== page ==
After a moment’s pause she says “First… you die.“
And then from there, the resurrection story comes into our lives from the realization that we can either sit there in that lonely pit where it’s dark and cold and the walls are steep and slick, or we can rise up, move on to our next day and our next, and so on, to live the lives that all the Uncle Vics in our lives would expect us to have.
I’ve heard some few parents tell me the same
response: What did you do when you first found out your kid was gay?
First, you die.
It’s as if what has just been told to me – most often from a place of sharing and trust – I have allowed to become my problem… my shortcoming. No child of mine is as bad as this badness (sic) that they have just told me, and so now I take the blame, the bad feeling, all the fault, and I sit here in my dark room with it, and oh! aren’t I a stronger person for suffering mightily on behalf of my child?
And then you wake up the next day.
Skies didn’t fall. Planets did not careen out of their orbits. Statues to that parent’s martyrdom did not spring up on the front lawn overnight. The badness, the crushing defeat, the loss – yes that is all still there. As is the daylight of that second day. We wake up, we look down and there scattered all around on the rug are pieces of a now-broken life (our own) that seemed so perfect – so untouched – just one day before. What happened in that day? And what to do now with that jigsaw puzzle of spilled pieces all around?
Consider reading the chapter 1 Corinthians 13 , it’s very short, only 13 of the most quoted and re-written verses in the Christian canon. The author (attributed to Paul) describes all that which love is. (In this case, agape, or charitable, Christian love.) Love, that active word that we don’t want to consider today because our life, broken and hurt, shattered in pieces on the floor by this bit of news from that one we… oh, wait a minute … from the one we love. The very last thing all that darkness calls from you is an active, pull yourself up by your bootstraps word like love.
Love never fails.
That’s not an original thought, or pie in the sky, that’s the first verse of the chapter. As strong an acclamation as you need to get you through this day, next week, a year from now. However long it’s going to take you to come to your senses and see how busted apart your life really is not.
Love is Eternal.
Evidence here is another super-quote from the Bible, John 3:16 described as “the gospel in one sentence:”
For God so loved the world that he gave his only begotten son, that whoever believes in him should not perish, but have everlasting life.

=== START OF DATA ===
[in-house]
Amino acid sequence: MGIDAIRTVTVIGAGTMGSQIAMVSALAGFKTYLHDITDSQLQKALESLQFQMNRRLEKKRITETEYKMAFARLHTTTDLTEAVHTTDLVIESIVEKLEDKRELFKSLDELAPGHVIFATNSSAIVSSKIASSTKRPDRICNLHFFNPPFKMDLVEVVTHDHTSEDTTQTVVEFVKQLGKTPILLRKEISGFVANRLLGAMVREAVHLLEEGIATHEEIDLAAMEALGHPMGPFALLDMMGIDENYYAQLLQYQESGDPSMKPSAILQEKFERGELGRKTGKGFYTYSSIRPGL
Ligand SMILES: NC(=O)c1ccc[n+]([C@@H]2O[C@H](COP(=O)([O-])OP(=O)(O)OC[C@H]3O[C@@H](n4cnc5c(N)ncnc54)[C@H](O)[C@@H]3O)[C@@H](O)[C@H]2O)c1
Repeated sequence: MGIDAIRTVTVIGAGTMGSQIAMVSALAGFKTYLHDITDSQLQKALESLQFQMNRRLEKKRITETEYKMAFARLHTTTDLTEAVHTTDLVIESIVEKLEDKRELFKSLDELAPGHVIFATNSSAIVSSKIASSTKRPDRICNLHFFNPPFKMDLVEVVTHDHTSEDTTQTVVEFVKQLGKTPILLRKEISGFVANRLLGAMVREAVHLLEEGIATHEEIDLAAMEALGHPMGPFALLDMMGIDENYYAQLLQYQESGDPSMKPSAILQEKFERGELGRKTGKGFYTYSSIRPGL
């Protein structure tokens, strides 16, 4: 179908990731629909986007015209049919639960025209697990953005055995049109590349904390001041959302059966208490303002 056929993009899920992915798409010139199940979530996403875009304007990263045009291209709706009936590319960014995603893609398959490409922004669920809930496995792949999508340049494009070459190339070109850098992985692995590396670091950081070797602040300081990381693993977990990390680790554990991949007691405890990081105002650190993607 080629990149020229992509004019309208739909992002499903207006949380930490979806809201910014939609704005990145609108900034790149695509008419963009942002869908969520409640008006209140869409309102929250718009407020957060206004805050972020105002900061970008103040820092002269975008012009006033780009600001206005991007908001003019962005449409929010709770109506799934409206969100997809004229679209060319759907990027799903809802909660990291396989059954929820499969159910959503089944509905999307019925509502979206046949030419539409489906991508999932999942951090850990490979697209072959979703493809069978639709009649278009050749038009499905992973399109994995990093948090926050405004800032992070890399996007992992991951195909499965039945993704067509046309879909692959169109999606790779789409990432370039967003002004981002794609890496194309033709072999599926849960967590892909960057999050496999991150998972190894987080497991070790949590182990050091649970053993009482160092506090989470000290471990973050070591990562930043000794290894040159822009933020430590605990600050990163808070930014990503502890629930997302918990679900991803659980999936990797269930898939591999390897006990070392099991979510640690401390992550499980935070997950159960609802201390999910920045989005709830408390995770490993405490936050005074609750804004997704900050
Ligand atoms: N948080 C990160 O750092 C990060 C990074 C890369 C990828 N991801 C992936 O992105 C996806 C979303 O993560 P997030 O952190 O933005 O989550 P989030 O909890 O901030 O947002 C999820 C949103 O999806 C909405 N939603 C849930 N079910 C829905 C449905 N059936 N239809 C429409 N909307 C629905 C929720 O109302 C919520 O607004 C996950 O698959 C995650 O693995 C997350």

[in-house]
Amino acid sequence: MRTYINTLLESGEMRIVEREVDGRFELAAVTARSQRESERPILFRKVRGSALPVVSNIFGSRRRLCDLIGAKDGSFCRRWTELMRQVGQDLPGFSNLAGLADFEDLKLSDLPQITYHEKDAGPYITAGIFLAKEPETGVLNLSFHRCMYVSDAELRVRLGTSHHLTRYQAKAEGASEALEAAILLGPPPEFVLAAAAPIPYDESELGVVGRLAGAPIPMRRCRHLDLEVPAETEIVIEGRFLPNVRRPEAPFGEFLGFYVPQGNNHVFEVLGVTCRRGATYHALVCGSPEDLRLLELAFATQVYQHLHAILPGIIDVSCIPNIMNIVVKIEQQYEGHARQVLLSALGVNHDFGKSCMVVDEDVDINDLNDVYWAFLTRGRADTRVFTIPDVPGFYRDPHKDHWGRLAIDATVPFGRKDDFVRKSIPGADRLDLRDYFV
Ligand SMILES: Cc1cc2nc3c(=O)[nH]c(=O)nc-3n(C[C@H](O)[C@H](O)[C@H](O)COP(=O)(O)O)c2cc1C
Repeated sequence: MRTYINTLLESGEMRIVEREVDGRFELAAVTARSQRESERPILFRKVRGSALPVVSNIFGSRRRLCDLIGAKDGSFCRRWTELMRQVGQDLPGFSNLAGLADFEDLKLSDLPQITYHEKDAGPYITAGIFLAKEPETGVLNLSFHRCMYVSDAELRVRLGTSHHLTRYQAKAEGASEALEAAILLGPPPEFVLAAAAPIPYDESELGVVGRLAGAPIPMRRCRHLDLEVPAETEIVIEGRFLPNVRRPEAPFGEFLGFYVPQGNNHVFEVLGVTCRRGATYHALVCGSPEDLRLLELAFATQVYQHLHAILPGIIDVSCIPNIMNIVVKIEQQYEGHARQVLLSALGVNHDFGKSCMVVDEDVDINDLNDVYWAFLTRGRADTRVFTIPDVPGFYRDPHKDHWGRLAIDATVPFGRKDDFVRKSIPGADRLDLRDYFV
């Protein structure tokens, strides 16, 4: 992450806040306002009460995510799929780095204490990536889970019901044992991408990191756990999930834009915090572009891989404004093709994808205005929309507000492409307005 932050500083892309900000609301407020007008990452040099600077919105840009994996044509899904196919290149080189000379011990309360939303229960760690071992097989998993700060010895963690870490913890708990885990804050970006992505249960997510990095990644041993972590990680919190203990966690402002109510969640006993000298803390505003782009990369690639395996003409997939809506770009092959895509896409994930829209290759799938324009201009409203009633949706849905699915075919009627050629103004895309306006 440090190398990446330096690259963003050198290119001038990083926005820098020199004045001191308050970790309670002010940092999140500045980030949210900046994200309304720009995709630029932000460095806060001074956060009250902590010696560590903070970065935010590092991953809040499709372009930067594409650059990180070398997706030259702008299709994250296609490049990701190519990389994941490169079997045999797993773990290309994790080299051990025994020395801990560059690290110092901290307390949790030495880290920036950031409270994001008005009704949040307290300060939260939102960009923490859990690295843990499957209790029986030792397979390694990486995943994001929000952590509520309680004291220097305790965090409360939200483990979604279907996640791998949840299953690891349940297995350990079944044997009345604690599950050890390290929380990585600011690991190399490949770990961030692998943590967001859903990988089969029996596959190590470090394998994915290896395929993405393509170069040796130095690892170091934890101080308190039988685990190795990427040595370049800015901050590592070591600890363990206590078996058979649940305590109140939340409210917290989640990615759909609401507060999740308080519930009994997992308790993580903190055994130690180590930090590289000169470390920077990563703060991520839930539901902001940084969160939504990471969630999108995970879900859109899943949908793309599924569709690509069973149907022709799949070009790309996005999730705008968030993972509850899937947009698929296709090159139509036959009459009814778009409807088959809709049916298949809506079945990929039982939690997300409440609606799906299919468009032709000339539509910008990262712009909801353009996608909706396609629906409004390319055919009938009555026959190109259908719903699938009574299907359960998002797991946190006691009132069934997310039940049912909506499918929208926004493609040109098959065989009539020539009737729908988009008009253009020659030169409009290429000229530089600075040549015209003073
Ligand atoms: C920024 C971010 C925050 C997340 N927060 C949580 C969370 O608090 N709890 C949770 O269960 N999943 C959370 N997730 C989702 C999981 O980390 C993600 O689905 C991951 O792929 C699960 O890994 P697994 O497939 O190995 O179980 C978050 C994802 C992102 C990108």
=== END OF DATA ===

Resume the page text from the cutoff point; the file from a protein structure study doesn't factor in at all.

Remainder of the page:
They won’t perish: they won’t be removed forever from the one who loves them more than all others. No matter what awful things the world does, no matter how bratty we are, always demanding and never thanking…. always breaking stuff … God. So. Loved.
Are you the one who loves your child above all others? Everlasting, honest-to-God love?
Not everyone will have positive, wonderful or even funny coming out stories to tell. Some will break families, some will end relationships. And some will break old relationships into many jagged pieces that will then re-join more strong than before. Some will move along better because that child has spoken honestly of something that everyone already knew, and by speaking, they welcome us to know them – and love them – even more.
Families must grow to be strong.
God. So. Loved.
“At first,” Debbie said, “you die.” But you cannot stay there. Tomorrow will come whether or not you want it, and many days after. On that next day, when you are sitting in that dark, tall well with the slick sides, remember three simple words: God. So. Loved. Decide then if you should do the same.
- Love suffers long and it is kind.
- Love does not envy and is not puffed up with false decoration
- Love doesn’t behave unseemly or think evil thoughts
- Love never fails, and endures all things
If you are that person who hears this news and your reaction is happiness, then God bless you, you got it right on the first try!
If you are that person who hears it and is afraid, just keep listening, keep asking all the questions you can bear to hear, understand the facts and not your inner fears, beginning with the fact that you have a happy person in front of you, asking you to join them in their happiness!
If you are that person feeling shattered and broken and ill-used, afraid, embarrassed, then everybody back to their own corners, reconnoiter and try again, maybe tomorrow, maybe next week. This is a family and not a sparring match. It’s no time for emotional blackmail, and no time for threats that you will certainly regret later.
Speak your mind about how you feel and always remember as the words come out of your mouth to this person who just seconds before you loved so deeply: God. So. Loved. Remember God’s love (and yours!), and fight to the core of your soul to keep it.
And now abides faith, hope, and love; but the greatest of these is love.
A Prayer for Families Coming Out
(the final phrase, “and so continue…” may be omitted or revised as needed.)
Lord, creator, you made each and every one of us in your likeness, embracing us in our moments of weakness and cheering us in our moments of triumph. We thank you for giving us families – both given by you and chosen by us – and we thank you for showing your diversity of the many shades of love, a great palette that shows your compassion for us. Be with us within our families as we face all challenges, both inside and outside, that together, putting aside our own divisions, fears, and expectations, we may continue to grow in your never-ending love for us, and so continue the work of Jesus.- Amen
Keep the faith!